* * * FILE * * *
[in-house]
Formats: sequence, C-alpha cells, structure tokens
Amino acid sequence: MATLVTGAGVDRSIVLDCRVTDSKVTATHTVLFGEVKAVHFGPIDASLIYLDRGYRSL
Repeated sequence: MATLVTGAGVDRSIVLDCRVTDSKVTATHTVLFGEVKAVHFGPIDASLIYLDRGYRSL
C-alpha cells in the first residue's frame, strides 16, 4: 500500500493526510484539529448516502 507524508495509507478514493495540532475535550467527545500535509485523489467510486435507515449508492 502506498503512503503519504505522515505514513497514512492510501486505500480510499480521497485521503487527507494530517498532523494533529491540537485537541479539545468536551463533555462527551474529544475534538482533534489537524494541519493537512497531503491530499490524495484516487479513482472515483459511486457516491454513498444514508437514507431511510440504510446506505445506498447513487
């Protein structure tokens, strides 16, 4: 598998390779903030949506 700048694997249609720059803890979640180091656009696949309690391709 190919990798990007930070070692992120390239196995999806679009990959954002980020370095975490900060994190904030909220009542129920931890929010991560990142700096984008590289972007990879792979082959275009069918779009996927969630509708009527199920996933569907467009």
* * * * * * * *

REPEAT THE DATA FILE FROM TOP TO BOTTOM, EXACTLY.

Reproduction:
[in-house]
Formats: sequence, C-alpha cells, structure tokens
Amino acid sequence: MATLVTGAGVDRSIVLDCRVTDSKVTATHTVLFGEVKAVHFGPIDASLIYLDRGYRSL
Repeated sequence: MATLVTGAGVDRSIVLDCRVTDSKVTATHTVLFGEVKAVHFGPIDASLIYLDRGYRSL
C-alpha cells in the first residue's frame, strides 16, 4: 500500500493526510484539529448516502 507524508495509507478514493495540532475535550467527545500535509485523489467510486435507515449508492 502506498503512503503519504505522515505514513497514512492510501486505500480510499480521497485521503487527507494530517498532523494533529491540537485537541479539545468536551463533555462527551474529544475534538482533534489537524494541519493537512497531503491530499490524495484516487479513482472515483459511486457516491454513498444514508437514507431511510440504510446506505445506498447513487
């Protein structure tokens, strides 16, 4: 598998390779903030949506 700048694997249609720059803890979640180091656009696949309690391709 190919990798990007930070070692992120390239196995999806679009990959954002980020370095975490900060994190904030909220009542129920931890929010991560990142700096984008590289972007990879792979082959275009069918779009996927969630509708009527199920996933569907467009």